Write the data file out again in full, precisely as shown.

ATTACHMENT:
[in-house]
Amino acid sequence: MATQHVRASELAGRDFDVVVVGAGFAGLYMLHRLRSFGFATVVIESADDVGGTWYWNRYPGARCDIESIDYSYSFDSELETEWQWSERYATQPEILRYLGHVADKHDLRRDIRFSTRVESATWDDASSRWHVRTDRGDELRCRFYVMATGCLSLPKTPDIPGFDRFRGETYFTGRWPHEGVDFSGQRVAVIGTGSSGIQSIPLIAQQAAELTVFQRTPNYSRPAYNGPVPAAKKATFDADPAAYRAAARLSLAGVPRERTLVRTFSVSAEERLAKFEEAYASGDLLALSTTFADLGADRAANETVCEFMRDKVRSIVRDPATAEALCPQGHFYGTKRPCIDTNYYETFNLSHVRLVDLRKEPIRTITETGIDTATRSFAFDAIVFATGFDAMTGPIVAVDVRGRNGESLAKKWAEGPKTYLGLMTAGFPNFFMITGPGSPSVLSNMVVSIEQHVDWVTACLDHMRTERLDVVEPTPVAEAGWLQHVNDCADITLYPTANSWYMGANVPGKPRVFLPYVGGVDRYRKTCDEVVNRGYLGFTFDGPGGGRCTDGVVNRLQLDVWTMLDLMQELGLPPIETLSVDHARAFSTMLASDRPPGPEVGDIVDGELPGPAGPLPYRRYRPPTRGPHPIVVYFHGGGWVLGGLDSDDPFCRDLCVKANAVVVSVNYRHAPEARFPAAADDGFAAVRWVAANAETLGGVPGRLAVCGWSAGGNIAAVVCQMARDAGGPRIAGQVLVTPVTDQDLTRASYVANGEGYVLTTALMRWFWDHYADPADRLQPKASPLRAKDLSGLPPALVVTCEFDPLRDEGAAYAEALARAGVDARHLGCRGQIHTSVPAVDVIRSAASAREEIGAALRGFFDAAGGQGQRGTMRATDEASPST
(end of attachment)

[in-house]
Amino acid sequence: MATQHVRASELAGRDFDVVVVGAGFAGLYMLHRLRSFGFATVVIESADDVGGTWYWNRYPGARCDIESIDYSYSFDSELETEWQWSERYATQPEILRYLGHVADKHDLRRDIRFSTRVESATWDDASSRWHVRTDRGDELRCRFYVMATGCLSLPKTPDIPGFDRFRGETYFTGRWPHEGVDFSGQRVAVIGTGSSGIQSIPLIAQQAAELTVFQRTPNYSRPAYNGPVPAAKKATFDADPAAYRAAARLSLAGVPRERTLVRTFSVSAEERLAKFEEAYASGDLLALSTTFADLGADRAANETVCEFMRDKVRSIVRDPATAEALCPQGHFYGTKRPCIDTNYYETFNLSHVRLVDLRKEPIRTITETGIDTATRSFAFDAIVFATGFDAMTGPIVAVDVRGRNGESLAKKWAEGPKTYLGLMTAGFPNFFMITGPGSPSVLSNMVVSIEQHVDWVTACLDHMRTERLDVVEPTPVAEAGWLQHVNDCADITLYPTANSWYMGANVPGKPRVFLPYVGGVDRYRKTCDEVVNRGYLGFTFDGPGGGRCTDGVVNRLQLDVWTMLDLMQELGLPPIETLSVDHARAFSTMLASDRPPGPEVGDIVDGELPGPAGPLPYRRYRPPTRGPHPIVVYFHGGGWVLGGLDSDDPFCRDLCVKANAVVVSVNYRHAPEARFPAAADDGFAAVRWVAANAETLGGVPGRLAVCGWSAGGNIAAVVCQMARDAGGPRIAGQVLVTPVTDQDLTRASYVANGEGYVLTTALMRWFWDHYADPADRLQPKASPLRAKDLSGLPPALVVTCEFDPLRDEGAAYAEALARAGVDARHLGCRGQIHTSVPAVDVIRSAASAREEIGAALRGFFDAAGGQGQRGTMRATDEASPST